American League Roundup : Orioles, Far Ahead of 1988 Pace, Beat Red Sox
The Baltimore Orioles, losers of the first 21 games last year, won their season opener Monday, beating the American League East champion Boston Red Sox, 5-4, at Baltimore on Craig Worthington’s 11th-inning single.
President Bush, in attendance with Egyptian leader Hosni Mubarak, threw out the ceremonial first pitch, but left in the seventh inning with the score tied, 4-4. Boston’s Roger Clemens was chased the next inning.
In the ninth, Baltimore put runners on first and third for Worthington, who grounded out. But the rookie came through in the 11th, after Mickey Tettleton walked and took third on Randy Milligan’s hit-and-run single.
After Mike Smithson replaced Bob Stanley, Worthington flared a 1-and-0 pitch into left-center field past a diving Ellis Burks, foiling a Boston formation of five infielders.
“It was very important for the players out there,” Baltimore Manager Frank Robinson said of the first victory. “They’re a young ballclub and they’re relatively new to each other.
“It was a good win because now we can concentrate on other things and not have to worry about, ‘Uh oh, when are they going to win one in the 1989 season?’ ”
Brian Holton, acquired in an off-season trade that sent Eddie Murray to the Dodgers, pitched 4 1/3 scoreless innings for the victory. Stanley entered after Lee Smith left with a pulled groin and took the loss, Boston’s fourth straight defeat on opening day.
“It was fun to win the first one, especially after last year,” Holton said. “I wasn’t here, but I talked with some of the guys and I know they were relieved.”
Clemens, 6-2 lifetime against the Orioles, left after Brady Anderson led off the eighth inning with his second double. Clemens pitched seven innings, allowing seven hits and four runs, earning his second no-decision in two opening day starts.
Wade Boggs, a five-time American League batting champion, went two for four. The Red Sox have tried to trade him because of the commotion caused by his affair with Margo Adams, but have been unable to work out a deal.
Toronto 4, Kansas City 3--Jimmy Key won on opening day for the third consecutive season, and Fred McGriff and Lloyd Moseby got two hits each to lead the Blue Jays at Kansas City.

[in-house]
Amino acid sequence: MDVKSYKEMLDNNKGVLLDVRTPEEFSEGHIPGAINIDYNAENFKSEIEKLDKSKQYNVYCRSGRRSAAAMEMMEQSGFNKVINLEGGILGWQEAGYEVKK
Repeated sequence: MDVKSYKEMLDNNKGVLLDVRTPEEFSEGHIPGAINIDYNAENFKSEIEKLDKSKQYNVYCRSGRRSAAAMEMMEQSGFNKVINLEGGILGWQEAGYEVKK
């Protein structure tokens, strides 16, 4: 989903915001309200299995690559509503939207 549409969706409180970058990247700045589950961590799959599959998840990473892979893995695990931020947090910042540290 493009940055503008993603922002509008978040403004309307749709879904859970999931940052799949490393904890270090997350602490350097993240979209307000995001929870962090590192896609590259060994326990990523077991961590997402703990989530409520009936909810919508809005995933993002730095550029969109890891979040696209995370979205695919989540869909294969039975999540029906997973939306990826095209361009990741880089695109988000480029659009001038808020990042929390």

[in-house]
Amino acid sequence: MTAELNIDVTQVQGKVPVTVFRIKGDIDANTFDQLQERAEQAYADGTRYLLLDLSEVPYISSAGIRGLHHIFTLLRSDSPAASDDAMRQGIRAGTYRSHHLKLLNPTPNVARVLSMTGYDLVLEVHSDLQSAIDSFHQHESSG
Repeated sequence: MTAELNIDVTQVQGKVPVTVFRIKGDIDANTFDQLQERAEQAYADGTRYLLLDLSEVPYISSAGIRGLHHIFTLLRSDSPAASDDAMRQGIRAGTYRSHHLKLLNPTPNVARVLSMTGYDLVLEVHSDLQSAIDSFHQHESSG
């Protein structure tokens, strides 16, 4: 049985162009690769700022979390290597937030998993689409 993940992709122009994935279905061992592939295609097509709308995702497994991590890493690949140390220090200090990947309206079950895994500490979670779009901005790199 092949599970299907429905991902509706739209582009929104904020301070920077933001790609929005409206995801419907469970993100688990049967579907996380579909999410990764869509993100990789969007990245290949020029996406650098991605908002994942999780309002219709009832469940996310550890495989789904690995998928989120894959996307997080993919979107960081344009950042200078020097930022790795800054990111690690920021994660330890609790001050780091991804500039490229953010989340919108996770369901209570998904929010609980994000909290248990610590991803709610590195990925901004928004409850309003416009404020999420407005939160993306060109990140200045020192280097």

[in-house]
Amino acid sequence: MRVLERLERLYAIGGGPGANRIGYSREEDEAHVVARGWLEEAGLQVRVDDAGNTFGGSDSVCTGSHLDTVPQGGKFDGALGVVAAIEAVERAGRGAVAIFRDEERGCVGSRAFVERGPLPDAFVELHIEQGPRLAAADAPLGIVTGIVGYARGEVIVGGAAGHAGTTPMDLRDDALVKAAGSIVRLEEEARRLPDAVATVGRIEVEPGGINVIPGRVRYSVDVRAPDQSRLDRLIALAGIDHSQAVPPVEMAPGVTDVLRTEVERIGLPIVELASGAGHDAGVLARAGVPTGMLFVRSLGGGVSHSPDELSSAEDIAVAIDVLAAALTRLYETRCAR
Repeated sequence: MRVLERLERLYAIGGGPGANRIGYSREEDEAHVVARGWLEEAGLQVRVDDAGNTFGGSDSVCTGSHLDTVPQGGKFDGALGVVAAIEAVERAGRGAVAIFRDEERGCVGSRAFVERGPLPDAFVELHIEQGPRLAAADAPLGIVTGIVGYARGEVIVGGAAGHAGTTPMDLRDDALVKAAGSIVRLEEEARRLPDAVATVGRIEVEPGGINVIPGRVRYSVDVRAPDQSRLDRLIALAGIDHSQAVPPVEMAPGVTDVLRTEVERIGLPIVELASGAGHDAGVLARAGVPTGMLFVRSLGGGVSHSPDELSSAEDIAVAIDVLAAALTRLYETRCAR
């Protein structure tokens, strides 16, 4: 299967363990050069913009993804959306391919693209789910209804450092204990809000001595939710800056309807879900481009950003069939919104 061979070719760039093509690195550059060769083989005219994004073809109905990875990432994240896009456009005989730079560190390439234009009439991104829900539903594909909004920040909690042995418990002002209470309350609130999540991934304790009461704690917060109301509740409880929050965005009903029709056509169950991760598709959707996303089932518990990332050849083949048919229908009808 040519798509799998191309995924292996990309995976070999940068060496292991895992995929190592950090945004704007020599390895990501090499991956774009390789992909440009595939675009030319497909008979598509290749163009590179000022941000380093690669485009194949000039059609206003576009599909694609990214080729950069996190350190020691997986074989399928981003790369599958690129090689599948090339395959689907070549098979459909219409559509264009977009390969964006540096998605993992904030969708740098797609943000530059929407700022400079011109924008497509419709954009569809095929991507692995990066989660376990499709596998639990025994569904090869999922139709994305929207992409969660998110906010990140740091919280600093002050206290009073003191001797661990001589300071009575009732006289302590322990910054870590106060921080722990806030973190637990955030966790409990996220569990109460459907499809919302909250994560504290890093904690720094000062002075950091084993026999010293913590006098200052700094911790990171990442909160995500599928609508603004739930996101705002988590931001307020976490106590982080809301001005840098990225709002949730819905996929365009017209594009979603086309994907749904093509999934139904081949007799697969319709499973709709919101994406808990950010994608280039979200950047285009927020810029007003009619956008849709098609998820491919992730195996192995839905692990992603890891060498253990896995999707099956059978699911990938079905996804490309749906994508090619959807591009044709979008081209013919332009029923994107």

Key, who also beat the Royals in the 1988 season opener, gave up two runs on six hits in six innings. Mark Gubicza, drawing his first opening-day assignment after a 20-8 record, allowed four runs on nine hits in seven innings and took the loss.
Pat Tabler’s run-scoring double chased Key during a three-run seventh that made it 4-3. Bo Jackson led off the Royal ninth with a double and was sacrificed to third, but Duane Ward struck out Frank White and Tom Henke retired Kurt Stillwell on a popup to end the game.
Jackson went two for four.
Cleveland 2, Milwaukee 1--Oddibe McDowell doubled in two runs in his first game for the Indians and Greg Swindell allowed five hits in 8 1/3 innings at Cleveland.
Swindell retired the first 12 batters he faced until Rob Deer and Glenn Braggs hit consecutive singles to open the fifth. Deer scored from third when Terry Francona grounded out.
Swindell struck out six and walked none. Mike Felder reached on a bunt single to open the ninth and Gary Sheffield sacrificed. Doug Jones came in and got Robin Yount on a groundout and then struck out Deer for the save.
Don August, the loser, allowed two runs, one of them unearned, on eight hits.
Oakland 3, Seattle 2--Mark McGwire drove in all the runs for the Athletics with a two-run homer and a sacrifice fly as Dave Stewart, with help from three relief pitchers, outdueled Mark Langston at Oakland.
Langston allowed just five hits, but one was McGwire’s homer in the third inning that staked Stewart to a 3-0 lead.